This blog is mostly professional, but may have some personal notes in it as well, as it affects my professional activities.

Its namesake stems from my PhD research into regional identities in the late eighteenth century in what is now southern Bavaria.

I blog about issues related to information literacy, access to library resources, the environment, and the Historical Geography of Rupertsland.

Some sources regarding his life and work.

Fischer, H. (1988) ‘Schön und vortrefflich’: die ‘Charte von Schwaben’: Ein kartengeschichtlich bedeutsames Werk zu Beginn des 19. Jahrhunderts, in: Beiträge zur Landeskunde: Regelmässige Beilage zum Staatsanzeiger für Baden-Württemberg, Juni 1988, 3:1–8.

Fischer, H. (1988) Die ‘Charte von Schwaben’ im Massstab 1:86,400: Erläuterungen, in the series: Reproduktionen alter Karten, Stuttgart.

Fischer, H. (1993) Die ‘Charte von Schwaben’ 1:86,400, Cartographica Helvetica 7 (1993) 1–10.Gradmann, J.J. (1802) Das gelehrte Schwaben: oder Lexicon der jetzt lebenden schwäbischen Schriftsteller, Ravensburg.

Günther, Siegmund (1922) Eine Kartierung Oberschwabens um die Wende des achtzehnten Jahrhunderts, Sitzungsberichte der mathematisch-physikalischen Klasse der Bayerischen Akademie der Wissenschaften zu München, Jahrgang 1921 315–330, 317n.

Wolfart, P. (2008) Mapping the Early Modern State: the Work of Ignaz Ambros Amman, 1782–1812, Journal of Historical Geography, 34(1):1-23.

"Ignaz Ambros von Amman" in Wikipedia [short entry but cites Wolfart (2008).]

Indigenous Studies Portal News

Friday, May 15, 2009

Battery Recycling

I can't believe in the year 2009, I still can't find anywhere that will recycle regular (read highly toxic) household batteries. I remember as a small child back in the dark ages of the 3rd or maybe 4th modern eco-movement, most stores in Europe had a box where you could deposit batteries.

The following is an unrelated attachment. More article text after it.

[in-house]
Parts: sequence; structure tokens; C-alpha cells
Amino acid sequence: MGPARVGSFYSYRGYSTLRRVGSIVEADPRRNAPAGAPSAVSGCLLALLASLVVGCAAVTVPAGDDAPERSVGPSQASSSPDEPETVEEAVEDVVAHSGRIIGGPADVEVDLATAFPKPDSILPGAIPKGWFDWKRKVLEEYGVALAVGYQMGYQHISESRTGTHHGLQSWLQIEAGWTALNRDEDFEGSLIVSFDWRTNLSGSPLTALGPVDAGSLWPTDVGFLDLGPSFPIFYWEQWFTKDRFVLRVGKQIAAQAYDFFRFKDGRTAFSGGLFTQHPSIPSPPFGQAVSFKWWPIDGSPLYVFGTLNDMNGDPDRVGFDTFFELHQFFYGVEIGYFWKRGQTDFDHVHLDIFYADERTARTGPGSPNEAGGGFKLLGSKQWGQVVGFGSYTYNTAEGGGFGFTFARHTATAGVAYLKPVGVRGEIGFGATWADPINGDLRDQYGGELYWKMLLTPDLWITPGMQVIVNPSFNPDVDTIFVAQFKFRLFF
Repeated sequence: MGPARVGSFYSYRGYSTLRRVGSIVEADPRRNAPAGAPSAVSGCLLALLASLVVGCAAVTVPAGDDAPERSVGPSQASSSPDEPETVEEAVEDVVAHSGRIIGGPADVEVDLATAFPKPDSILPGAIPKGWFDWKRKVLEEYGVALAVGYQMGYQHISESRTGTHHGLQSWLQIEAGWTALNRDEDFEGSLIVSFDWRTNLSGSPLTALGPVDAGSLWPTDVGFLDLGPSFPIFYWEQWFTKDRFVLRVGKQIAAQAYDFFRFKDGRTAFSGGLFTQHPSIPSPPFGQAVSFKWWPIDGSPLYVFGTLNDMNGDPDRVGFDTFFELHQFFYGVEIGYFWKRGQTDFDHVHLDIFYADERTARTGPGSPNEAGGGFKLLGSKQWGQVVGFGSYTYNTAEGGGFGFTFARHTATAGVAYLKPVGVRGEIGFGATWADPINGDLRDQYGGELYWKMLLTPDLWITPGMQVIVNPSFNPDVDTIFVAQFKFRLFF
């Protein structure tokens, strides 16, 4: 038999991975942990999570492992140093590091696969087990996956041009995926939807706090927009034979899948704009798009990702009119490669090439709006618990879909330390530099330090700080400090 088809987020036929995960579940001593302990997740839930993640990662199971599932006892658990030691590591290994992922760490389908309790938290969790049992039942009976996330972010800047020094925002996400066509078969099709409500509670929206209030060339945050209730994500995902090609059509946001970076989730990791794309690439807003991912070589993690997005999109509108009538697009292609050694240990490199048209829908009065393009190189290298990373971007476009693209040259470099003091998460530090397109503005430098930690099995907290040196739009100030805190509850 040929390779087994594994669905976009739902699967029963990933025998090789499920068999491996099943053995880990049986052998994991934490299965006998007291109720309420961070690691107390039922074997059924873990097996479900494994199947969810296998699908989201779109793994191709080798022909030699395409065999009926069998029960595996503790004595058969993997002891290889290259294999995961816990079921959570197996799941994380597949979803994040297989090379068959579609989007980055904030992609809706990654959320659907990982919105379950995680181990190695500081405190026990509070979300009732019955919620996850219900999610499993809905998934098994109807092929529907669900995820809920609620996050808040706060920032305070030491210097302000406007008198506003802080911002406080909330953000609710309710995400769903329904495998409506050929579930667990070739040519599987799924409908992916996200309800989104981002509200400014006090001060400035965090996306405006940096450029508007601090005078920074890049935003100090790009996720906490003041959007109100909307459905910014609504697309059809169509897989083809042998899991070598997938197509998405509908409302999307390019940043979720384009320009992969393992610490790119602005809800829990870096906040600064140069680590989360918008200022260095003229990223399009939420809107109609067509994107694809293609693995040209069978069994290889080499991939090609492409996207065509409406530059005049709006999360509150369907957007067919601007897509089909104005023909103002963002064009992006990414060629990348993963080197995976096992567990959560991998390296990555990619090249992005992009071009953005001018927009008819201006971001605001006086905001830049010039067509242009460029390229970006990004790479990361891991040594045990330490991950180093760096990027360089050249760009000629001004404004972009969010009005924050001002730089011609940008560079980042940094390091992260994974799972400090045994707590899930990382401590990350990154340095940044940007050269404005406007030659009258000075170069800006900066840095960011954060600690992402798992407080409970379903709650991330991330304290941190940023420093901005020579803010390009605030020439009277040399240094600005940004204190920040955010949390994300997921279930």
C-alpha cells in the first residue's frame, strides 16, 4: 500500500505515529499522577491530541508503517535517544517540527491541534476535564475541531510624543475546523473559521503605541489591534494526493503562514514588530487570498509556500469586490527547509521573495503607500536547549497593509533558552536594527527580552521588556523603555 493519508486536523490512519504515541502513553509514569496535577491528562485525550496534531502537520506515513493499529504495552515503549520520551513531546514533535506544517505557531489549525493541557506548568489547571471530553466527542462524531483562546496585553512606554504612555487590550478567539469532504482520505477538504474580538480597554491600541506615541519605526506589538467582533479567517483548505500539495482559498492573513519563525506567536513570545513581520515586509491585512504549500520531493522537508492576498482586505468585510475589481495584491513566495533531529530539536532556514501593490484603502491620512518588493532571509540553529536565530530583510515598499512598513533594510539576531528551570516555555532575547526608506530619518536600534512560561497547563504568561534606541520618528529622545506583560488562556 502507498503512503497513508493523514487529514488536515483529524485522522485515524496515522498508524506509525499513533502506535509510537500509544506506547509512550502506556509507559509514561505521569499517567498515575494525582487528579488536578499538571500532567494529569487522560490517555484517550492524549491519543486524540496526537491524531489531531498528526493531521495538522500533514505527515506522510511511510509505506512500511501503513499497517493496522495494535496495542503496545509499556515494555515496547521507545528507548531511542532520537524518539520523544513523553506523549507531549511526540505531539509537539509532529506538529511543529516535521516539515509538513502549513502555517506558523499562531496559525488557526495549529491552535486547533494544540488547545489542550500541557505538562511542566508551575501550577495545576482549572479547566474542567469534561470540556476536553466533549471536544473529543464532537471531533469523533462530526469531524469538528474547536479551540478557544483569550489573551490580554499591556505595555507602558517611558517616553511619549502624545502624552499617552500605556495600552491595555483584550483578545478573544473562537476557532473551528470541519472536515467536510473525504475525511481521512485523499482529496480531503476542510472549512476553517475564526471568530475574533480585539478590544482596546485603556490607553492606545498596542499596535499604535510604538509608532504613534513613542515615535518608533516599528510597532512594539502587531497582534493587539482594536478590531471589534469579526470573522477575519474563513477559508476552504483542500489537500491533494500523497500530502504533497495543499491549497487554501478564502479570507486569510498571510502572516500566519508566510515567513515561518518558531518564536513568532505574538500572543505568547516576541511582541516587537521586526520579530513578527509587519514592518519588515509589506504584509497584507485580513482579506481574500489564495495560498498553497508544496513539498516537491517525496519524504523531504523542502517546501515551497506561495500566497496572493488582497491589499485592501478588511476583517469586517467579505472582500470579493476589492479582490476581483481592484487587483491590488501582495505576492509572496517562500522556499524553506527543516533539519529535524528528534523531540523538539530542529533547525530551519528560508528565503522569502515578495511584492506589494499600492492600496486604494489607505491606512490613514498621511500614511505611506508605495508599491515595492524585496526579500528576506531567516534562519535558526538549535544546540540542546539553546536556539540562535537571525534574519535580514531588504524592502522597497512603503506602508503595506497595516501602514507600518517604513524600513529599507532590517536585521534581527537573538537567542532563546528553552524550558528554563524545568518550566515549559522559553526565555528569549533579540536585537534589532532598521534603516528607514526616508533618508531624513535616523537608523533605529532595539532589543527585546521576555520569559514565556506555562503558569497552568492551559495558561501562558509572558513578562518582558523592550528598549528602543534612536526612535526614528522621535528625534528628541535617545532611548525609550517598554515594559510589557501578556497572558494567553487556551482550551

A few years ago, as an agent of the people of Ontario, I contacted their Ministry of the Environment with this question, and they very helpfully informed me that they send their batteries to a reprocessing plant in New York State (bet they were happy), but that us lowly civilians...well, no real answer there. I later found out there was one bin in city hall in Toronto. To their credit I believe they had two bins at the bottom of the grand staircase for the whole population of the GTA. At least IKEA came to the rescue, as it turned out they had a programme, and they didn't really care where you purchased them. Course doesn't help me in Winnipeg, and I'm not exactly hailing Winnipeg / Ikea at this point as environmental leaders. Shame on the Government of Canada, the Province of Manitoba, the City of Winnipeg, seems like a no-brainer.

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